Set the Table with Switchel
Written onMarch 01 , 2010
Long a staple in Northeast hayfields as a thirst quencher and restorative, switchel—alternatively called “haymaker’s punch” —was a colonial era proto-Gatorade, a source of both hydration and electrolyte replenishment. Recipes vary, but the most common ingredients were molasses, cider vinegar, and ginger, mixed to taste in a jug of very cold well water. While the concoction could have provided benefit to all manner of laborers and sporting folks, its use was particularly common among the workers of the hayfield and the children who carried the switchel jug to them.
It would seem that the drink was an acquired taste, even for the haymakers. A certain Charles Morris Cobb was a young man of 19 in Woodstock when he wrote in his journal on the evening of July 7, 1853, “To morrow I’m going to work for Chas Raymond a haying $1 worth, … He made a mixture of water, molasses & vinegar, for drink, and some I took, sickened me so that I stopped and didn’t work for an hour.” While the mixture didn’t sit well with the unfortunate Mr. Cobb, it was certainly a boon to the laborers who spent countless hours in the summer sun engaged in the brutal work of haying.
The particular blend of ingredients that is switchel came about through a fascinating interplay of trade patterns, colonial medical philosophy, public health concerns, the burgeoning temperance movement, and Yankee practicality. In the mid- to late-1700s, laborers drank huge quantities of rum to make it through their day. New England-distilled rum, made from molasses imported from the West Indies, was plentiful and “sold so cheaply that even common laborers could afford to get drunk every day,” writes Andrew Barr in Drink: A Social History of America.
In the 18th century, water was not generally considered fit for consumption, due in part to contamination concerns but also to the then contemporary understanding of a working body. It was thought that as a person sweated during hot work, refreshment should be hot and stimulating rather than cool and hydrating in order to maintain a balance of inside and outside temperature and to prevent illness due to imbalance. Rum fit the bill far better than cold water, which was considered downright dangerous. But with the development of switchel, the combination of vinegar, ginger and molasses mimicked the hot sensation of liquor while providing water and electrolytes, not to mention encouraging sobriety.
The timing of the rise of switchel also coincided with the nascent temperance movement; while it may be obvious that a team of haymakers fortified only with vast quantities of rum would be a severely inhibited team of haymakers, the temperance ethic involved a more spiritual and less practical motivation for tee totaling while on the clock. An 1843 collection of written sketches, Wild Scenes in the Forest and Prairie, calls switchel, along with root beer, “the penitential potations of BAAL ALCOHOL’s converted worshippers.” Philadelphia physician and temperance activist Benjamin Rush pushed to replace rum with “other pleasant and wholesome liquors” to aid in bringing in the harvest, such as “water sharpened with vinegar and sweetened with molasses.”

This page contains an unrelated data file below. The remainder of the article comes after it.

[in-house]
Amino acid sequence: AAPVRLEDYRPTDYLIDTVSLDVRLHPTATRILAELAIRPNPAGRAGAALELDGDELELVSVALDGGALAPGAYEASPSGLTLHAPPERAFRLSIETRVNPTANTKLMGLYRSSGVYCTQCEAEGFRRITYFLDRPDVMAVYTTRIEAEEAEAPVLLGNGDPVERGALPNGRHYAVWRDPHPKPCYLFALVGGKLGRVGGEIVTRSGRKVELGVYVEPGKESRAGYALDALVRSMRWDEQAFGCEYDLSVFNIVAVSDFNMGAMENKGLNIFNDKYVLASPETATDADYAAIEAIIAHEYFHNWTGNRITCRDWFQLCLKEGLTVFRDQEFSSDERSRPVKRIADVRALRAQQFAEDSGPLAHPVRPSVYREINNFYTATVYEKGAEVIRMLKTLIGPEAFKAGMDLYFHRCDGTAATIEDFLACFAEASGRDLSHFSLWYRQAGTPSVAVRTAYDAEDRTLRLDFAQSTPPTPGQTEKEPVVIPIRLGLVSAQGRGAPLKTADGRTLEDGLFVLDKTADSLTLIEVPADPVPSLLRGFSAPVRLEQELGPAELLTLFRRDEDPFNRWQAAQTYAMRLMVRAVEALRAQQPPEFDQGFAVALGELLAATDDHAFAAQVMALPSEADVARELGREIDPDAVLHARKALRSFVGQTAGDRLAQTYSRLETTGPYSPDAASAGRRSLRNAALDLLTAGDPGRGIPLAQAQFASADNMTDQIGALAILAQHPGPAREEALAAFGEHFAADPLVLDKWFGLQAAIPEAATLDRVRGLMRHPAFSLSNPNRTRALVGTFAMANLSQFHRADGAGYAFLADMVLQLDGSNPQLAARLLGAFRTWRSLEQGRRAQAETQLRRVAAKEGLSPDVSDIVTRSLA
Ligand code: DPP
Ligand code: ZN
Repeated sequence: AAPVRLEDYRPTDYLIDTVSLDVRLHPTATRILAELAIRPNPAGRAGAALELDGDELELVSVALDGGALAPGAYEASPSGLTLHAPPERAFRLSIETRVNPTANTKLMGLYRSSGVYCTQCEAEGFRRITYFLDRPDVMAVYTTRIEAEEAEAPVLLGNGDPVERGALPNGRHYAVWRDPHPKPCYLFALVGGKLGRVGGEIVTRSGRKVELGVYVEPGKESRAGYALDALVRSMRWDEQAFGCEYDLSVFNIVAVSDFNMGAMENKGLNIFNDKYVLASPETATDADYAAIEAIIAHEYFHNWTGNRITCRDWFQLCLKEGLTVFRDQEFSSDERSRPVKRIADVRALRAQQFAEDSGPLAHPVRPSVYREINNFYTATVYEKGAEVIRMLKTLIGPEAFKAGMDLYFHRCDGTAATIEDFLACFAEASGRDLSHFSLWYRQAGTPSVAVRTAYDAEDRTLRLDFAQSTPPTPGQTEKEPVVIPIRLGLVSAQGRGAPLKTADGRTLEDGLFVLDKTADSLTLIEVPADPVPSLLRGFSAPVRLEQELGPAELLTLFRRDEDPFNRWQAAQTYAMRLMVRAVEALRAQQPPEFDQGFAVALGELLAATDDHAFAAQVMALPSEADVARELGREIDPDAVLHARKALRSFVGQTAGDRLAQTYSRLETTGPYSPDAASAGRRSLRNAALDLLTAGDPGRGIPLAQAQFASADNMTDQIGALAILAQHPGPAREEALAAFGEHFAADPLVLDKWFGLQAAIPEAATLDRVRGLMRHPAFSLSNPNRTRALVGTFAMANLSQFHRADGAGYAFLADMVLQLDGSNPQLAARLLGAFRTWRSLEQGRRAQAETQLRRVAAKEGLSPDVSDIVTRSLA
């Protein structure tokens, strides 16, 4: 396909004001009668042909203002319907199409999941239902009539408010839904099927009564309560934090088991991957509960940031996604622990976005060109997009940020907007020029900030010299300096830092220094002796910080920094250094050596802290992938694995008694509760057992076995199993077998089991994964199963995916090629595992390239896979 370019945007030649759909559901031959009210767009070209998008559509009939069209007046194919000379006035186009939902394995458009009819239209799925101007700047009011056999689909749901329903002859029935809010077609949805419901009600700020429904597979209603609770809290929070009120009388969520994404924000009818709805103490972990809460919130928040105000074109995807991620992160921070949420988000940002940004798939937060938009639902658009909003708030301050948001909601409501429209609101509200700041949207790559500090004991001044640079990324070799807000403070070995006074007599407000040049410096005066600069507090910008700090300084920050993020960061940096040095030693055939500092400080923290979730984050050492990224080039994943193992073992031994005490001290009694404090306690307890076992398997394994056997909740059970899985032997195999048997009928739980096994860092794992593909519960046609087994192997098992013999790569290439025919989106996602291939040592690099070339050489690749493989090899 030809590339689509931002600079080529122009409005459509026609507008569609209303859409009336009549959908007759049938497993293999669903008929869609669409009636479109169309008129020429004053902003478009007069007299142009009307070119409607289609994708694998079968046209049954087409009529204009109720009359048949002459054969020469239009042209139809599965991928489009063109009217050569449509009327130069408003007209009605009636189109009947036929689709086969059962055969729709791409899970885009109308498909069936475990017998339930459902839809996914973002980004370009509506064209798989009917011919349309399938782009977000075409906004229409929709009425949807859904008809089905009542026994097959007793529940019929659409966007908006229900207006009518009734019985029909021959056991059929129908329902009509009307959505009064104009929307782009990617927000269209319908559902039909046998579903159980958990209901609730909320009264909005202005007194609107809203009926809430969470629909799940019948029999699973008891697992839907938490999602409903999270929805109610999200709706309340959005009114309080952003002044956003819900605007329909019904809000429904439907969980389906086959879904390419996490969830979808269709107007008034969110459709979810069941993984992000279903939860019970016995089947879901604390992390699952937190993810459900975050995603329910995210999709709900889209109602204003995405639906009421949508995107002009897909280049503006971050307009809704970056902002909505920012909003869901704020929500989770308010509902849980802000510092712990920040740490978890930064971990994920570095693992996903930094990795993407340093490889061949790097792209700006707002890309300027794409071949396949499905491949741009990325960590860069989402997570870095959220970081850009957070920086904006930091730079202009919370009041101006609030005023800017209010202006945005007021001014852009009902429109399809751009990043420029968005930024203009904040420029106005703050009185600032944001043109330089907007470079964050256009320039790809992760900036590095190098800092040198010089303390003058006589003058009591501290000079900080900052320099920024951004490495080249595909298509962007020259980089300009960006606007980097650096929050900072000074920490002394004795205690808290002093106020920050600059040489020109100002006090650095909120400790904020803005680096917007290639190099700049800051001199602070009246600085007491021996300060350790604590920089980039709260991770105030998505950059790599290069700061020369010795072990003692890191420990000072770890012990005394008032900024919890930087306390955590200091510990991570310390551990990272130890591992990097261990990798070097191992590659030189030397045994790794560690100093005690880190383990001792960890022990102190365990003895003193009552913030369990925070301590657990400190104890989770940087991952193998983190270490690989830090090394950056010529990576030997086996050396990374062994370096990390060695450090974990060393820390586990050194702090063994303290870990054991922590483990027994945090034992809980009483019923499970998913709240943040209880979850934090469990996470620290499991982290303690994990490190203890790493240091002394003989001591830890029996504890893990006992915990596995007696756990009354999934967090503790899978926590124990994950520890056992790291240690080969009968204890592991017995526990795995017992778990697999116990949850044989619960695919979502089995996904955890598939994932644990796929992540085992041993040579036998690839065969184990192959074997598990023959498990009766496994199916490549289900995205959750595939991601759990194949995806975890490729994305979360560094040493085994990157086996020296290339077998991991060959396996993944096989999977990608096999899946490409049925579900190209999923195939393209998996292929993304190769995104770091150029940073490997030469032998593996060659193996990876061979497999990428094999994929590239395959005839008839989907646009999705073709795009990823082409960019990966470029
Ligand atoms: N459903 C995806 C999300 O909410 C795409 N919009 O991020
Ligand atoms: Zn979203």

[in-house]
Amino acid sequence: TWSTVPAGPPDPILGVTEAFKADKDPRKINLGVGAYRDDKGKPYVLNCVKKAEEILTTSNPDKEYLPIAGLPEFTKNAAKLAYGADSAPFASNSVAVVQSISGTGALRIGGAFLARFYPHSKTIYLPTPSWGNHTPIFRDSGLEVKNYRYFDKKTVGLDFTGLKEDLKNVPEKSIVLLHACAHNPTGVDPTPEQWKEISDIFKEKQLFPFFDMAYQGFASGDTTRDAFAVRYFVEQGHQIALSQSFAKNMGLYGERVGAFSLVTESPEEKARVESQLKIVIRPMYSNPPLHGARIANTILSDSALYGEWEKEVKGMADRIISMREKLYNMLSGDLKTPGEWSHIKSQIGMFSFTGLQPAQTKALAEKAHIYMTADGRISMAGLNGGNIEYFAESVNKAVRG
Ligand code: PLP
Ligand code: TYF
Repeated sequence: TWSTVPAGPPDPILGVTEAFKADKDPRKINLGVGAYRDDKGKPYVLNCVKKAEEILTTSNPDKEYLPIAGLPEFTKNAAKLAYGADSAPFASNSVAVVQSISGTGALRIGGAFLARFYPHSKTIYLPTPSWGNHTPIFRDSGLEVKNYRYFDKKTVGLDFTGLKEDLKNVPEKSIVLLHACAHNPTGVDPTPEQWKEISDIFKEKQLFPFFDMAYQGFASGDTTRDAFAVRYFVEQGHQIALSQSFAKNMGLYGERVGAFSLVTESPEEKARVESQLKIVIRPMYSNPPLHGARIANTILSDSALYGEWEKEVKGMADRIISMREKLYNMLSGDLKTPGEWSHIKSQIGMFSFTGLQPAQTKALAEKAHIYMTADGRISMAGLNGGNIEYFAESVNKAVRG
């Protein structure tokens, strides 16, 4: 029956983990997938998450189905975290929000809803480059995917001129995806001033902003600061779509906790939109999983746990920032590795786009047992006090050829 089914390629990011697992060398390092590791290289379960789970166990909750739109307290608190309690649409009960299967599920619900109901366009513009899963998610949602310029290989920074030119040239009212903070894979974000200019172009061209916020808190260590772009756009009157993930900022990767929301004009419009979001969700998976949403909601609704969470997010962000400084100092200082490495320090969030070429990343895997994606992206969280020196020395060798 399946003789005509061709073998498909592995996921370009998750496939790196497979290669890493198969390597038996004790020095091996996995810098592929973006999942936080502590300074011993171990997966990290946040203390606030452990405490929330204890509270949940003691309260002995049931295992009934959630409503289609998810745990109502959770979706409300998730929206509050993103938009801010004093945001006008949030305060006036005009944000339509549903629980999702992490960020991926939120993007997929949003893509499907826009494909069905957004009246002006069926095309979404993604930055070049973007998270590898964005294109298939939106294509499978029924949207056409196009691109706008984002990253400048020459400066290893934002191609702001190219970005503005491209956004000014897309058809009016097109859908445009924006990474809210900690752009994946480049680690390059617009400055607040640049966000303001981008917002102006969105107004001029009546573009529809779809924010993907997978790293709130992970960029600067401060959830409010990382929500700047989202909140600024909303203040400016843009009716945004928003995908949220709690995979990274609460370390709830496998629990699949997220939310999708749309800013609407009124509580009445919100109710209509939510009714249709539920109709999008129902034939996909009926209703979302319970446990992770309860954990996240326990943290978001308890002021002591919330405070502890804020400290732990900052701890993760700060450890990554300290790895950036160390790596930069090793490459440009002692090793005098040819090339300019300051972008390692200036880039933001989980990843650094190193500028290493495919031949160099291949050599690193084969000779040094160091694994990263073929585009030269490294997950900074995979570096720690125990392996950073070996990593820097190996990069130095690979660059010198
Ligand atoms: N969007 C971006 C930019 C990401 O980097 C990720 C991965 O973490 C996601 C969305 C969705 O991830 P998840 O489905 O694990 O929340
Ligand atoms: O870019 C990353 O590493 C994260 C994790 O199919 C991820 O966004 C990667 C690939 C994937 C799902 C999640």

The ingredients were close at hand, vinegar being a common product of New England’s orchards, and molasses being readily available as unfermented and undistilled rum. Some recipes suggest replacing the molasses with maple syrup (clearly a readily available choice) or cane sugar. And other sources suggest that rum itself was a common addition to switchel. An 1867 issue of The Advocate of Harvard University recalls a time when “the favorite beverage was switchel; a compound of rum, molasses, and ginger, the receipt for which was imported from the rural districts.” Of course, this may suggest more about the age-old proclivity of college students for liquor than it does about the makeup of switchel.
The 1867 undergrads were not alone, however, in preferring their switchel adulterated. In the nation’s capital, “switchel was composed of molasses, ginger and pure water from the celebrated Capitol spring, and was ‘flavored’ with the finest Jamaica rum,” wrote Joseph West Moore in 1895’s The American Congress: A History of National Legislation and Political Events 1774–1895. “Many gallons of it were consumed daily, and whenever there was an exciting debate the supply had to be renewed again and again.”
Despite its benefits to the laborer—and legislator—the drink has suffered a great deal of gustatory scorn. In The Country Kitchen, a 1936 paean to a vanishing era in rural Michigan, author Della T. Lutes referred to switchel as “a not altogether unpleasant substitute for the average mouthwash of today.” Modern descriptions run the gamut from “tangy” and “refreshing” on the positive side, to “hardly wretched” and “not so bad,” all the way to “disgusting.” Just as Woodstock’s young Mr. Cobb found the drink to be an acquired taste, so too do many modern tongues. But then, perhaps all we need to do to fully appreciate switchel is spend the day in a hayfield under the hot July sun.